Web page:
Monday, June 25, 2012

From Dishcloth to Duster


I have some wonderfully soft cotton yarn from Hobby Lobby (I Love this Cotton).  It is just too nice for a dishcloth but a facecloth would be perfect.  Searching high and low through Ravelry and the cotton yarn sites for patterns just didn't turn up what I had in mind and the ridged dishcloth pattern I had made a few years ago, was just not to be found either in my files or on the internet.  So with a few frogged starts, a simple knit two rows, purl two rows ridge with a 3 stitch border became a facecloth with a delightful texture.  


With a good stash of firmer Peaches and Creme cotton on cones and an older simple Swifter sitting idle, in need of recyclable duster covers, I set out to use the same ridged pattern for my mop.  I cast on 70 stitches with a gauge of 4 stitches per inch and knit until there was enough to extend the width of the foam head.  Centering the mop head on the knit band, I folded over each end and stitched them to the bound edges to form pockets to fit the head snugly.  The duster head goes on great now but I am concerned it will shrink when laundered.  The next duster cover will be from the stash of acrylic yarn I didn't give away on FreeCycle before I moved.

Tuesday, June 19, 2012

Acrylic: To Block or Not To Block?

With DH gone for a week to do some mountain climbing, I settled in to to do some serious knitting.  With 3 days of concentrated effort, a Babies and Bears Sweater is off the needles, blocked, and ready for me to make a trip to the fabric store to find the perfect buttons.

Plymouth Encore yarn doesn't seem to be readily available in my shopping district so I had settled for Lion Brand Vanna's Choice, an acrylic/rayon blend.  With no previous experience with this yarn, I was pleasantly surprised.  The sheen is lovely and the hand delightful.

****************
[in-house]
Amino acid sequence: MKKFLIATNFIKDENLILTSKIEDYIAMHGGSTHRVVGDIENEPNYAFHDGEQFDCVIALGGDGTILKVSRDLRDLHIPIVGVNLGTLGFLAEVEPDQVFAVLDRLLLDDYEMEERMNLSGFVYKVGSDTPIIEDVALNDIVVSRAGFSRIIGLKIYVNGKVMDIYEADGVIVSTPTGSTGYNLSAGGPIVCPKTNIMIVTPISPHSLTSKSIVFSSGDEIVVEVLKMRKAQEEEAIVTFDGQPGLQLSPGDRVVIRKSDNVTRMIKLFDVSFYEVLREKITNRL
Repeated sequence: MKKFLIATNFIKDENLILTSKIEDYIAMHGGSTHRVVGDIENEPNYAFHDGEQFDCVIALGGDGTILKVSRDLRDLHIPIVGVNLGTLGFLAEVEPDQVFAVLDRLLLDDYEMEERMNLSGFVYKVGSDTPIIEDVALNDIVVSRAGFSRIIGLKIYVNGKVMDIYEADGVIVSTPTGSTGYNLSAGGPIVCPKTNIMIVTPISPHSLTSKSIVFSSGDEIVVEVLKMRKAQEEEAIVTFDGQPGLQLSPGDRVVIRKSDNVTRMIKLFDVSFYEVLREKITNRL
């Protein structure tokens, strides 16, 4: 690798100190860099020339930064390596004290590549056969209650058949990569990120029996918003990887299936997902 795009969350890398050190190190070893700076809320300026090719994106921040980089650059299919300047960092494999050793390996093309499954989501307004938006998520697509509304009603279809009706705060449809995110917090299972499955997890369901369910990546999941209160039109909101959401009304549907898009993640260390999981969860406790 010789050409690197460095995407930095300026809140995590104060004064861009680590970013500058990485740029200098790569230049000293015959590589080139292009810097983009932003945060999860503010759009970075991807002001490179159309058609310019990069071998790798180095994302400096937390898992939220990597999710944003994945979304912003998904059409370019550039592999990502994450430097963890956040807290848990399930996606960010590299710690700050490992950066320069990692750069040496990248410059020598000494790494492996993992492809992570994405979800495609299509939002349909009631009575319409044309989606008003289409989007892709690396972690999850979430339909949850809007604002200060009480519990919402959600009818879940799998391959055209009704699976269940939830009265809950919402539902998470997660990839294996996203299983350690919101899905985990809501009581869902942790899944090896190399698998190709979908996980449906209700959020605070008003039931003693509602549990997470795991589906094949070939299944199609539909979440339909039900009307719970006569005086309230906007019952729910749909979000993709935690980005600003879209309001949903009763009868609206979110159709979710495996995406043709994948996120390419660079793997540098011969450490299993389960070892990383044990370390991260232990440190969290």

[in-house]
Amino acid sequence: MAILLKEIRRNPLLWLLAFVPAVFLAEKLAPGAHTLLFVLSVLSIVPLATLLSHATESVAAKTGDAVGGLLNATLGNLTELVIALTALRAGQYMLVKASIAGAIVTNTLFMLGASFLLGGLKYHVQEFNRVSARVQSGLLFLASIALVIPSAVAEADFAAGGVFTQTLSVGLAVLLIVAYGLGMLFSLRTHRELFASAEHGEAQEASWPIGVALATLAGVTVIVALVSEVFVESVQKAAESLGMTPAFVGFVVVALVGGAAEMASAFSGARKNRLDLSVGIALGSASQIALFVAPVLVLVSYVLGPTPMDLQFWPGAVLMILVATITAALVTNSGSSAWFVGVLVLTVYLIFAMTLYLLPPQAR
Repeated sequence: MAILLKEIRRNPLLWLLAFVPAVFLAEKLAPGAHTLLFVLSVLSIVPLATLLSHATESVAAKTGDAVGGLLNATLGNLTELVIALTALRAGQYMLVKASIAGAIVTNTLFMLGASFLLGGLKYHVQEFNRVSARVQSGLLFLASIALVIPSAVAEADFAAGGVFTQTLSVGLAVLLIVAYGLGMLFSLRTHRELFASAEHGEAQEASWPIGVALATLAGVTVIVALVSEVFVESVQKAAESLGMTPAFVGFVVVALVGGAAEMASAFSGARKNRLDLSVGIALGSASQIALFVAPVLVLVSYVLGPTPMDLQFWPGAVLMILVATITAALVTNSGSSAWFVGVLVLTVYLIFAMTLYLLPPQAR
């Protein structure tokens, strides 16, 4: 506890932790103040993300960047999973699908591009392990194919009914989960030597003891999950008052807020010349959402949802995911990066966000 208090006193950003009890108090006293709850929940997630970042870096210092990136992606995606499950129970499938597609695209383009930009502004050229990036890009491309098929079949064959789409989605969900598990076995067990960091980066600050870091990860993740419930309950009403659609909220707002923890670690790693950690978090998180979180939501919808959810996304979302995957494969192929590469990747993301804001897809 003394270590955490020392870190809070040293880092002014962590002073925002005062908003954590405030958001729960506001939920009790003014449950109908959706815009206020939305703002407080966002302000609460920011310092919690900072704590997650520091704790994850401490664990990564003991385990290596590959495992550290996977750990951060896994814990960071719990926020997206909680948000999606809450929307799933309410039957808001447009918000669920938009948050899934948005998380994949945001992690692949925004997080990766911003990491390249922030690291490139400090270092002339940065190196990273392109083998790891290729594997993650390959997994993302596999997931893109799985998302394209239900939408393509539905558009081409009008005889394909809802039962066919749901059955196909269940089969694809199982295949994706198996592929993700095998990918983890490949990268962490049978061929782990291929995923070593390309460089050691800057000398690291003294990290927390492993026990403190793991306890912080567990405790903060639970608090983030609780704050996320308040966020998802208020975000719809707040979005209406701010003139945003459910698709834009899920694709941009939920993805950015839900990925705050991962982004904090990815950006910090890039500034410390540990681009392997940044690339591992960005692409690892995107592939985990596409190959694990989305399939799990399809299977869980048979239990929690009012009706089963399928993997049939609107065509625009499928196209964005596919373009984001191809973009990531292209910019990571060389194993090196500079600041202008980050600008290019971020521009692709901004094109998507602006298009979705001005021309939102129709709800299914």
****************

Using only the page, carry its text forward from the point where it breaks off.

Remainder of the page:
With a few modifications to the pattern, the sweater will look great for winter with a cute hat.  The original pattern results in a shorter sweater with a hood but opting to join the two halves of the sweater before adding the front panels (substituted garter stitching in place of the Gansey pattern for both fronts and the back), I was able to lengthen the sweater buy 7 rows and continue the mitered corners.  I also chose to create a stockinette button placket that curled in spite of the garter stitches along the edge and I replaced the hood with a collar so baby can wear a wardrobe of cute knit hats.  ;)

With an obstinate curl along both button plackets, I had a dilemma, try blocking the acrylic yarn or let the buttons hold the placket in place.  Acrylic yarn can be killed by too much heat, but after consulting with the experts on the Yahoo knitlist and some Googling, I was sure I could cure the curl.
Uncontrolled, the lower placket rolled all the way over on itself.
My Rowenta hand steamer is still lost in the maze of moving boxes and it has had an obnoxious drip since it was new and gifted to me.  I decided not to hunt for it.  The Sunbeam steam iron was a better drip-free choice.

Filling the iron with water and setting it for the maximum burst of steam, I practiced on the gauge swatch, hovering the iron above about an inch.  First error was to steam from the right side but a test wash and toss in the dryer showed promise.  The swatch retained its now flattened edges.